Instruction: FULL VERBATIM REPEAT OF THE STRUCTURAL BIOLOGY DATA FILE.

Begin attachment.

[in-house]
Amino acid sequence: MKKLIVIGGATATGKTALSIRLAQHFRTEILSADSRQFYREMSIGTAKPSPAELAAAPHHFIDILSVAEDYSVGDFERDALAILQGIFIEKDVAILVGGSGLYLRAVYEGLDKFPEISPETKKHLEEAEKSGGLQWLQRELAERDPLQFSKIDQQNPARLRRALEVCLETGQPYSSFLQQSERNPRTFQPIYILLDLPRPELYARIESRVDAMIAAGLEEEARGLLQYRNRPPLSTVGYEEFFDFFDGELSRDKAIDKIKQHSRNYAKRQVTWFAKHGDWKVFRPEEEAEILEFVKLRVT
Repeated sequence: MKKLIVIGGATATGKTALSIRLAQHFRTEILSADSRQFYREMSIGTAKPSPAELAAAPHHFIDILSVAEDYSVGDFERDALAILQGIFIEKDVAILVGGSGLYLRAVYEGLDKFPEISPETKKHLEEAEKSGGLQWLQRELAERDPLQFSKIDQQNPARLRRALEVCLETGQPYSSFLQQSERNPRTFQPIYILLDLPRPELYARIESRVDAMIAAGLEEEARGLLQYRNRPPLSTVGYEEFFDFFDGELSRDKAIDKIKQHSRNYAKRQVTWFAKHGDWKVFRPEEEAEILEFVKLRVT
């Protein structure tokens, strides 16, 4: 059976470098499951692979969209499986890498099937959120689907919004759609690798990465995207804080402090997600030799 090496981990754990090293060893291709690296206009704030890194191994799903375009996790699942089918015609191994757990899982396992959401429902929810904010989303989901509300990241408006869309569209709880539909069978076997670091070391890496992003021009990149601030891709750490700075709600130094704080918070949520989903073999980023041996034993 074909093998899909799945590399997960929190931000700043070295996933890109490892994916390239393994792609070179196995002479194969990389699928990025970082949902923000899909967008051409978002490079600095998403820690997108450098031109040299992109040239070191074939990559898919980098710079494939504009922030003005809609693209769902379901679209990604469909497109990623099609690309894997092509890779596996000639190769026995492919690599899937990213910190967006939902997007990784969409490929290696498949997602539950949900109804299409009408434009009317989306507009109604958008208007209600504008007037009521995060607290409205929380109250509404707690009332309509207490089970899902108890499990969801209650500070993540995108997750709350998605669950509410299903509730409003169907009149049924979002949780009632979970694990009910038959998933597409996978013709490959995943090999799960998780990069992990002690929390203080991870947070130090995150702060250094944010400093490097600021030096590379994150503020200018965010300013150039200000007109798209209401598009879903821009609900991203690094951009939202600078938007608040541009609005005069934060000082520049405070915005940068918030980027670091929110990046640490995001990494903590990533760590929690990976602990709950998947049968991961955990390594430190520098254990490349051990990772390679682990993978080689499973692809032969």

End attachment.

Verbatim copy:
[in-house]
Amino acid sequence: MKKLIVIGGATATGKTALSIRLAQHFRTEILSADSRQFYREMSIGTAKPSPAELAAAPHHFIDILSVAEDYSVGDFERDALAILQGIFIEKDVAILVGGSGLYLRAVYEGLDKFPEISPETKKHLEEAEKSGGLQWLQRELAERDPLQFSKIDQQNPARLRRALEVCLETGQPYSSFLQQSERNPRTFQPIYILLDLPRPELYARIESRVDAMIAAGLEEEARGLLQYRNRPPLSTVGYEEFFDFFDGELSRDKAIDKIKQHSRNYAKRQVTWFAKHGDWKVFRPEEEAEILEFVKLRVT
Repeated sequence: MKKLIVIGGATATGKTALSIRLAQHFRTEILSADSRQFYREMSIGTAKPSPAELAAAPHHFIDILSVAEDYSVGDFERDALAILQGIFIEKDVAILVGGSGLYLRAVYEGLDKFPEISPETKKHLEEAEKSGGLQWLQRELAERDPLQFSKIDQQNPARLRRALEVCLETGQPYSSFLQQSERNPRTFQPIYILLDLPRPELYARIESRVDAMIAAGLEEEARGLLQYRNRPPLSTVGYEEFFDFFDGELSRDKAIDKIKQHSRNYAKRQVTWFAKHGDWKVFRPEEEAEILEFVKLRVT
């Protein structure tokens, strides 16, 4: 059976470098499951692979969209499986890498099937959120689907919004759609690798990465995207804080402090997600030799 090496981990754990090293060893291709690296206009704030890194191994799903375009996790699942089918015609191994757990899982396992959401429902929810904010989303989901509300990241408006869309569209709880539909069978076997670091070391890496992003021009990149601030891709750490700075709600130094704080918070949520989903073999980023041996034993 074909093998899909799945590399997960929190931000700043070295996933890109490892994916390239393994792609070179196995002479194969990389699928990025970082949902923000899909967008051409978002490079600095998403820690997108450098031109040299992109040239070191074939990559898919980098710079494939504009922030003005809609693209769902379901679209990604469909497109990623099609690309894997092509890779596996000639190769026995492919690599899937990213910190967006939902997007990784969409490929290696498949997602539950949900109804299409009408434009009317989306507009109604958008208007209600504008007037009521995060607290409205929380109250509404707690009332309509207490089970899902108890499990969801209650500070993540995108997750709350998605669950509410299903509730409003169907009149049924979002949780009632979970694990009910038959998933597409996978013709490959995943090999799960998780990069992990002690929390203080991870947070130090995150702060250094944010400093490097600021030096590379994150503020200018965010300013150039200000007109798209209401598009879903821009609900991203690094951009939202600078938007608040541009609005005069934060000082520049405070915005940068918030980027670091929110990046640490995001990494903590990533760590929690990976602990709950998947049968991961955990390594430190520098254990490349051990990772390679682990993978080689499973692809032969």